Your backstage pass to the world’s most prolific authors

JD Barker
Christine Daigle
Kevin Tumlinson
Jena Brown

What does it take to succeed as a writer? Join hosts J.D. Barker, Christine Daigle, Kevin Tumlinson and Jena Brown as they pull back the curtain and gain rare insight from the household names found on bookshelves worldwide.

Want to ask your favorite author a question? Click here!

Thinking Beyond Books

In this episode, J, J.D., and Zach discuss the advantages of using different mediums, such as TV, film, video games, and comics, to tell stories and how authors should approach these different modes of storytelling.

Whether you’re traditionally published or indie, writing a good book is only the first step in becoming a successful author. The days of just turning a manuscript into your editor and walking away are gone. If you want to succeed in today’s publishing world, you need to understand every aspect of the business – editing, formatting, marketing, contracts. It all starts with a good book, then the real work begins.

Join international bestselling author J.D. Barker and indie powerhouses, J. Thorn and Zach Bohannon, as they gain unique insight and valuable advice from the most prolific and accomplished authors in the business.

In this episode, you’ll discover:

  • Why J.D. needs a heated driveway
  • How to avoid tunnel visioning a final product
  • Advice for writing budget-friendly stories
  • If authors should focus on screenwriting
  • Why streaming services are looking for original content
  • Why video games are the new storytelling frontier


J. D. Barker –

J. Thorn –

Zach Bohannon –

Story Rubric – 

Nonfict Rubric – 

Proudly sponsored by Kobo Writing Life –

Music by Nicorus – 

Voice Over by Rick Ganley – and recorded at Mill Pond Studio –

Contact – 

*Full disclosure: Some of the links are affiliate links.


  1. Christopher Wills

    3 years ago  

    Wow you three get more British every week. You’re beginning to start every conversation with the weather. 🙂
    Interesting discussion today. I agree with your conclusion to forget film and write a great book first. The pre-requisite for a film option must be a great novel that’s sold well. A bestselling book or a bestselling author, comes with a fanbase and free publicity for the film company. If you’ve read ‘Which Lie Did I Tell?’ by William Goldman (an excellent read for anyone interested in the filming of novels) you will know that film decisions and option decisions are often made by spotty young accountants. Even when the script is being written and the film is being made, the accountants are hovering around with their calculators. As William Goldman reveals, it’s all about profit. This is why lots of films are remade – free publicity and a potential existing fanbase wanting to see the new version.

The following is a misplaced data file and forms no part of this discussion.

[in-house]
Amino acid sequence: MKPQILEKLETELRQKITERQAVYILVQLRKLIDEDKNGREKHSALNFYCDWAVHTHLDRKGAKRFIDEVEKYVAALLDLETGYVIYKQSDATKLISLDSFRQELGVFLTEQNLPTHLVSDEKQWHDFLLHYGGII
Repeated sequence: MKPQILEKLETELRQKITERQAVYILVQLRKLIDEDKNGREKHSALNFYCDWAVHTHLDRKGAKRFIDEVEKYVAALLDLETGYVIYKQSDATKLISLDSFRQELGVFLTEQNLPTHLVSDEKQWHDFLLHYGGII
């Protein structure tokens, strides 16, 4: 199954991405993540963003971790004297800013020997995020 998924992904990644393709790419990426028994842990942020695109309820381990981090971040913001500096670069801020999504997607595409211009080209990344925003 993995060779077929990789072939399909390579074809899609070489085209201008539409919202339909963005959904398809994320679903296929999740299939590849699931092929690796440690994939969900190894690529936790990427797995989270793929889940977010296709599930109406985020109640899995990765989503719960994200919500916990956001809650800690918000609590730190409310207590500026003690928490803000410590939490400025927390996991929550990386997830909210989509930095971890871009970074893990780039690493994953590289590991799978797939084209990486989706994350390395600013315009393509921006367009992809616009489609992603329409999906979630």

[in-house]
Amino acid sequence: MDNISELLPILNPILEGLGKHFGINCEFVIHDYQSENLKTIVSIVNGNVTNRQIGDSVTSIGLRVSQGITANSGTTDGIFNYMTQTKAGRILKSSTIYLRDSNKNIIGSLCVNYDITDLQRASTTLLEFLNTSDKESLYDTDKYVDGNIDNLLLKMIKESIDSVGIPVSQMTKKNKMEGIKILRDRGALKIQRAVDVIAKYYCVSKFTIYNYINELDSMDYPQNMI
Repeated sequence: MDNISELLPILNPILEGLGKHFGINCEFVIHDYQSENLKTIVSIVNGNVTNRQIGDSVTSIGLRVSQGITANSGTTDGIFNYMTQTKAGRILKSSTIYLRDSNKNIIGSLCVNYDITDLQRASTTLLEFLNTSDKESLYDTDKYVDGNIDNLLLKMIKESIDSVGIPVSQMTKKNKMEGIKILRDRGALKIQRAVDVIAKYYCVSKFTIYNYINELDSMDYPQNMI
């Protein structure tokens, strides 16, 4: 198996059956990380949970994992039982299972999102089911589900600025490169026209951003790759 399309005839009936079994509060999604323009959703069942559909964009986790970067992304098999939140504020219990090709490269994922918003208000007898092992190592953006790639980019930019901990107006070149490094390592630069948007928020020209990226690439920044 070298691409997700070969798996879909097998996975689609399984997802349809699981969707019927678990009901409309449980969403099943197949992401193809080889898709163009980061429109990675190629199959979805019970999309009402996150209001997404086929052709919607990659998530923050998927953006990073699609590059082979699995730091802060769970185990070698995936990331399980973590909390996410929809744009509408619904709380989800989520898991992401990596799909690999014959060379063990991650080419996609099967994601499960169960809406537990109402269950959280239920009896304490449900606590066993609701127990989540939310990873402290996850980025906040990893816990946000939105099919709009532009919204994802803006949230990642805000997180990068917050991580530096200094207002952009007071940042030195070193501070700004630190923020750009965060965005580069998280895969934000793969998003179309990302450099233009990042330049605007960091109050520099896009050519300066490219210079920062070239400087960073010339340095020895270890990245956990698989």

Hollywood works to a simple formula: if money out > money in, by more than you can earn on the stock exchange, a film may get made.
    I liked your conclusion, quoting your own headline for this podcast: ‘writing a good book is only the first step in becoming a successful author.’
    We must never forget the idea that everything starts with a great book.
    Great show.

    1. J. Thorn

      3 years ago  

      So true. Without a good story, nothing else matters.

      How’s the weather out your way today?

      1. Christopher Wills

        3 years ago  

        Mild. 54 Fahrenheit today. Been like that for a week or so. I live in the sunny south of the UK, never too hot or too cold. I could go on… 🙂

  2. Stephanie Bond

    3 years ago  

    You three guys make me extra glad to live in Atlanta, where snow is so rare it makes headlines! Was 75 here over the weekend. 🙂

    I really enjoyed the episode today; I believe we should all think of ourselves as entertainers first and foremost, and not be constrained by a format. I’ve found that my imagination for ways my stories can be told usually surpasses that of editors, agents, and managers I’ve worked with. With that in mind, I think it’s a good idea for writers to be assertive about suggesting alternative formats to be shopped and coming up with/investing in one-sheets, demos, pitch decks, and other “proof of concept” materials to make it as easy as possible for others to sell and to buy into our vision.

    Thanks, J, Zach, and JD!

    1. J. Thorn

      3 years ago  

      Good point! Being a little more assertive in those situations can be empowering. Thanks, Steph!

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